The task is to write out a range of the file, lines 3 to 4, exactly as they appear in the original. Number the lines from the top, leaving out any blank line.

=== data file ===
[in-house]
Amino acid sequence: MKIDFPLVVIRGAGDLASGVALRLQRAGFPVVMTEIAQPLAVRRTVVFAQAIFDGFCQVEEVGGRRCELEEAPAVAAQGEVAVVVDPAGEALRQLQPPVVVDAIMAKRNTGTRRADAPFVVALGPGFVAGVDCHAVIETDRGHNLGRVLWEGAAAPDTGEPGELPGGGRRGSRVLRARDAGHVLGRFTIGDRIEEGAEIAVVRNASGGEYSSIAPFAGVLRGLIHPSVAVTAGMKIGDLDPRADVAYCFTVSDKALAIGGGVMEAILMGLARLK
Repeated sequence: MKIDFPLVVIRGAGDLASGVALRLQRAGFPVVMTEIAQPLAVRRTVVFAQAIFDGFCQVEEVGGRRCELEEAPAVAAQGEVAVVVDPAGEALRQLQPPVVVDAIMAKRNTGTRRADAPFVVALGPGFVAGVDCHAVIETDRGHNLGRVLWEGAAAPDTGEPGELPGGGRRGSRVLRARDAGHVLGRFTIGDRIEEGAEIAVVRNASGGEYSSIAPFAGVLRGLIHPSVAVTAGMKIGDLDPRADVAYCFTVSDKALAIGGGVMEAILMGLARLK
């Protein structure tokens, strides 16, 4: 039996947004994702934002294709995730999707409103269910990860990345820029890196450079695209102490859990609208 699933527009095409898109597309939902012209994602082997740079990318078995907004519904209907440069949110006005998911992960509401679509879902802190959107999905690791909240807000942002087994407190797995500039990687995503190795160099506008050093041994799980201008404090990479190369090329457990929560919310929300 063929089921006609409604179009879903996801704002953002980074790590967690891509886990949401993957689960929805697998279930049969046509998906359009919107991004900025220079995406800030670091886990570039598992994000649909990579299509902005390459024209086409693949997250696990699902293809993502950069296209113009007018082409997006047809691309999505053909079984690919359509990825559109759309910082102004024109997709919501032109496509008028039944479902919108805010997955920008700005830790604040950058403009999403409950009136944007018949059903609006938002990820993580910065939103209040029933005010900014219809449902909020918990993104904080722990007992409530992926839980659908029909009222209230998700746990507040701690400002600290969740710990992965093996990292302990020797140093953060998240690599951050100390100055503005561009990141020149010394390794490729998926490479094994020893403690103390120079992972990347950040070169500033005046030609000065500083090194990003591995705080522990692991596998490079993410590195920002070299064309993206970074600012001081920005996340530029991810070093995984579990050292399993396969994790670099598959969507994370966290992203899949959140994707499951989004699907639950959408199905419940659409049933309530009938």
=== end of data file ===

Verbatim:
Repeated sequence: MKIDFPLVVIRGAGDLASGVALRLQRAGFPVVMTEIAQPLAVRRTVVFAQAIFDGFCQVEEVGGRRCELEEAPAVAAQGEVAVVVDPAGEALRQLQPPVVVDAIMAKRNTGTRRADAPFVVALGPGFVAGVDCHAVIETDRGHNLGRVLWEGAAAPDTGEPGELPGGGRRGSRVLRARDAGHVLGRFTIGDRIEEGAEIAVVRNASGGEYSSIAPFAGVLRGLIHPSVAVTAGMKIGDLDPRADVAYCFTVSDKALAIGGGVMEAILMGLARLK
């Protein structure tokens, strides 16, 4: 039996947004994702934002294709995730999707409103269910990860990345820029890196450079695209102490859990609208 699933527009095409898109597309939902012209994602082997740079990318078995907004519904209907440069949110006005998911992960509401679509879902802190959107999905690791909240807000942002087994407190797995500039990687995503190795160099506008050093041994799980201008404090990479190369090329457990929560919310929300 063929089921006609409604179009879903996801704002953002980074790590967690891509886990949401993957689960929805697998279930049969046509998906359009919107991004900025220079995406800030670091886990570039598992994000649909990579299509902005390459024209086409693949997250696990699902293809993502950069296209113009007018082409997006047809691309999505053909079984690919359509990825559109759309910082102004024109997709919501032109496509008028039944479902919108805010997955920008700005830790604040950058403009999403409950009136944007018949059903609006938002990820993580910065939103209040029933005010900014219809449902909020918990993104904080722990007992409530992926839980659908029909009222209230998700746990507040701690400002600290969740710990992965093996990292302990020797140093953060998240690599951050100390100055503005561009990141020149010394390794490729998926490479094994020893403690103390120079992972990347950040070169500033005046030609000065500083090194990003591995705080522990692991596998490079993410590195920002070299064309993206970074600012001081920005996340530029991810070093995984579990050292399993396969994790670099598959969507994370966290992203899949959140994707499951989004699907639950959408199905419940659409049933309530009938």